While thankfully informative, ArcheAge‘s interface is unfortunately large. Even with the UI scaling turned all of the way down and the mini-map set to small, I’ve found it to be a little intrusive after a minimalist game like The Elder Scrolls Online. It’s far from the worst thing I’ve ever experienced, but I hope to eventually see a little more freedom with UI customization, especially when it comes to reducing the over-sized quest tracker. That said, the mini-map is a truly excellent addition to the game. It shows a wide swath of the region with quest icons and the trails that traverse it, with a toggle to add vendors and your own farms. With a world as expansive and open as ArcheAge‘s, this functionality was almost necessary to keep players from being constantly lost.
Beyond its sheer scope, ArcheAge‘s world is bolstered by its open, seamless nature (not a single load screen – even between continents) and an impressive level of interactivity. Sitting in chairs, climbing ladders, destroying crates, lighting lanterns, etc… While not a huge deal, this definitely facilitates a more immersive gameplay experience than can be found in other MMOs. In addition, full collision for both allies and enemies helps to add weight and realism to the characters you encounter in the world. A rather silly immersion feature is the dance ability, which actually functions while moving, and has different animations for the different directions and jumping.
Questing is one of ArcheAge‘s less impressive features, with its primary appeal being nostalgia from older MMOs. Most players will be picking these up and knocking out their predictable objectives (Kill X of Y, Talk to X, Kill X and Loot Y of Z, etc…), without any care for the story. There does appear to be a main story for each race guiding the player through the world, but as the cut scenes have not been translated, I haven’t been able to discern whether or not it’s worth paying attention to. Interestingly, ArcheAge does offer a bit more freedom with its otherwise completely standard quests. Several quests so far have been able to be completed early with only a few of the objectives done, awarding the player with the physical reward, but less experience. Other quests, usually kill or gather quests, have been able to be over-achieved for extra experience as well. This is especially convenient when you have several quests in an area and complete one before the other. I quite like this system, as it eliminates the feeling that I’m wasting my time by continuing to kill mobs once the objective has been reached.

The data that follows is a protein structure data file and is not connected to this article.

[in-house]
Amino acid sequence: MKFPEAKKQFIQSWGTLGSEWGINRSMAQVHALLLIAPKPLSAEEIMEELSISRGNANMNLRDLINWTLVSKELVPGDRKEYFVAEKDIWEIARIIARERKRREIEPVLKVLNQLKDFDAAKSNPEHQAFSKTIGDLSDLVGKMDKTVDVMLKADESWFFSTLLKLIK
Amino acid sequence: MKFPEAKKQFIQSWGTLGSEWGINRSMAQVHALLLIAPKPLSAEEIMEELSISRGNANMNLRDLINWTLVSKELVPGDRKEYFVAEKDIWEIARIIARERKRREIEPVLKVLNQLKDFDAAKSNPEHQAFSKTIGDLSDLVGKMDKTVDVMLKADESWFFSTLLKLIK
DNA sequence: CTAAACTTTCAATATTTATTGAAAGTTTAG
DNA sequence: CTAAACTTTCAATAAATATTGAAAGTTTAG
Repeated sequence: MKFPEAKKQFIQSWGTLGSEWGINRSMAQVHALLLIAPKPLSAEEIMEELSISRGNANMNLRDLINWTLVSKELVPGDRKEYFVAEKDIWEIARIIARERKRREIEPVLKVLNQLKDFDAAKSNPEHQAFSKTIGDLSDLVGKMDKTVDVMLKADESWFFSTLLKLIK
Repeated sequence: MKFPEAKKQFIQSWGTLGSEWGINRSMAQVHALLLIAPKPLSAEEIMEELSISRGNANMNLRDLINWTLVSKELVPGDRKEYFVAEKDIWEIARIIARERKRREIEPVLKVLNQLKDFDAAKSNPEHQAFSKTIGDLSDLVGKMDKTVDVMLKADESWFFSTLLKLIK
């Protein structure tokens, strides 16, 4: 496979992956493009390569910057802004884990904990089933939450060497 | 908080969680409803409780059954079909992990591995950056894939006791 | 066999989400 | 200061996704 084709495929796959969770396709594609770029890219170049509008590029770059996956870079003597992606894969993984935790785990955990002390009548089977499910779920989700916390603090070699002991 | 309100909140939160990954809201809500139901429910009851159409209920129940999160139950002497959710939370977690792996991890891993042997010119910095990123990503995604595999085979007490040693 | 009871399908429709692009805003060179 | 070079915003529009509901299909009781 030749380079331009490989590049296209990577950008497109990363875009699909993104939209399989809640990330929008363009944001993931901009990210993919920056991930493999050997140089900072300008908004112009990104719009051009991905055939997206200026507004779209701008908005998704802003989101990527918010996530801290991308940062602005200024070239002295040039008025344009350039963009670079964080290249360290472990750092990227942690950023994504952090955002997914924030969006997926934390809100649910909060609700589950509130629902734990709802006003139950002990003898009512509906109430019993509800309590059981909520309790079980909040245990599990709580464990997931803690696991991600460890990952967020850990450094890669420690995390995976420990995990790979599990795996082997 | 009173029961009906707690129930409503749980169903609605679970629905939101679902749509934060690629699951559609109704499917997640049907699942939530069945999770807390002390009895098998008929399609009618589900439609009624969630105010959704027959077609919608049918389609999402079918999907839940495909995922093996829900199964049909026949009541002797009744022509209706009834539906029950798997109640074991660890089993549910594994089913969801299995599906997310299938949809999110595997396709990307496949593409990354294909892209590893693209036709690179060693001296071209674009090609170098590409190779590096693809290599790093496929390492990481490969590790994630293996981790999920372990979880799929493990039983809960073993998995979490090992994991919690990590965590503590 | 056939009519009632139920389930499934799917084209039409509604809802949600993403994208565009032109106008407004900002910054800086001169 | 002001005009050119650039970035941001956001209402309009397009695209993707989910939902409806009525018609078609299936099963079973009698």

Many of ArcheAge‘s quests serve to supplement the game’s tutorials as introductions to its sandbox elements, offering a helpful bridge between themepark players and the sandbox genre. In one of the earliest, the player is given a foal to raise into a mount of their own by feeding and playing with it, mechanics which presumably function similarly when raising animals on a player’s farm. Beyond its tutorial value, it was really great to be given a mount within the first few hours of play, rather than as a major gold-sink later on. ArcheAge has no shortage of important gold sinks, so it was good to see players quickly able to travel about the game’s large world at a reasonable pace. Towards the end of my push to level 15, I finally acquired my first glider. Even with the crappy starter version, gliding about the world is a whole lot of fun, and I’ve really enjoyed sailing from mountain fortresses to valley farm villages. Though this may be a symptom of the poor quality glider, its handling was much more difficult than expected, with a slow, broad turning radius that makes precision flying incredibly difficult. Although I’m a fan of glider use being limited, I’m looking forward to see how these improve at higher quality.